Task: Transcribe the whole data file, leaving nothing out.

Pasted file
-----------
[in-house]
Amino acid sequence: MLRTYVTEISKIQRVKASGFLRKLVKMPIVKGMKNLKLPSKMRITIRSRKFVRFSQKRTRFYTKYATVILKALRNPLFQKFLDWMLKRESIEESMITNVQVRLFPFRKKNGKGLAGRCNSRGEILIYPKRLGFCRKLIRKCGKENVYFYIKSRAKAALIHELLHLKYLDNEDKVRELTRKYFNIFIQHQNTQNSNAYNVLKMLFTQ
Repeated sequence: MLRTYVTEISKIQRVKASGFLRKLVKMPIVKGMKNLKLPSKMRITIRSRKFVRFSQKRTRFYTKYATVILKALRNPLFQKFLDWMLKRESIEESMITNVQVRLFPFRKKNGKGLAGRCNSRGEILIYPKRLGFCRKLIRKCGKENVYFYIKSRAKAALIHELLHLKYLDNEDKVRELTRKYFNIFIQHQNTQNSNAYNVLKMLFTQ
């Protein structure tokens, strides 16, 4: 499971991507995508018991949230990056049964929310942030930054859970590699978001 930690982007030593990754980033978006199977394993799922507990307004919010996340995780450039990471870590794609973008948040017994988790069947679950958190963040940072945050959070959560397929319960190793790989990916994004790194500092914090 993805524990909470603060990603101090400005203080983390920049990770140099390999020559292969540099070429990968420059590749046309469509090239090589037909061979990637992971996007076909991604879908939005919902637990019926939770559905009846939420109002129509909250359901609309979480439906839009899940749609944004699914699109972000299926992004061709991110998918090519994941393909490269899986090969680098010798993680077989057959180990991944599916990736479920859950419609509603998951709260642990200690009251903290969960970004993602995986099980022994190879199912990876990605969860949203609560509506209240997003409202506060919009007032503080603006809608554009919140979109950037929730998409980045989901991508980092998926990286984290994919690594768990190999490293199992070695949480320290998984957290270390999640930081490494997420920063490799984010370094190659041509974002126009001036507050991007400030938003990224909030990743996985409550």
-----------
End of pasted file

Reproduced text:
[in-house]
Amino acid sequence: MLRTYVTEISKIQRVKASGFLRKLVKMPIVKGMKNLKLPSKMRITIRSRKFVRFSQKRTRFYTKYATVILKALRNPLFQKFLDWMLKRESIEESMITNVQVRLFPFRKKNGKGLAGRCNSRGEILIYPKRLGFCRKLIRKCGKENVYFYIKSRAKAALIHELLHLKYLDNEDKVRELTRKYFNIFIQHQNTQNSNAYNVLKMLFTQ
Repeated sequence: MLRTYVTEISKIQRVKASGFLRKLVKMPIVKGMKNLKLPSKMRITIRSRKFVRFSQKRTRFYTKYATVILKALRNPLFQKFLDWMLKRESIEESMITNVQVRLFPFRKKNGKGLAGRCNSRGEILIYPKRLGFCRKLIRKCGKENVYFYIKSRAKAALIHELLHLKYLDNEDKVRELTRKYFNIFIQHQNTQNSNAYNVLKMLFTQ
């Protein structure tokens, strides 16, 4: 499971991507995508018991949230990056049964929310942030930054859970590699978001 930690982007030593990754980033978006199977394993799922507990307004919010996340995780450039990471870590794609973008948040017994988790069947679950958190963040940072945050959070959560397929319960190793790989990916994004790194500092914090 993805524990909470603060990603101090400005203080983390920049990770140099390999020559292969540099070429990968420059590749046309469509090239090589037909061979990637992971996007076909991604879908939005919902637990019926939770559905009846939420109002129509909250359901609309979480439906839009899940749609944004699914699109972000299926992004061709991110998918090519994941393909490269899986090969680098010798993680077989057959180990991944599916990736479920859950419609509603998951709260642990200690009251903290969960970004993602995986099980022994190879199912990876990605969860949203609560509506209240997003409202506060919009007032503080603006809608554009919140979109950037929730998409980045989901991508980092998926990286984290994919690594768990190999490293199992070695949480320290998984957290270390999640930081490494997420920063490799984010370094190659041509974002126009001036507050991007400030938003990224909030990743996985409550």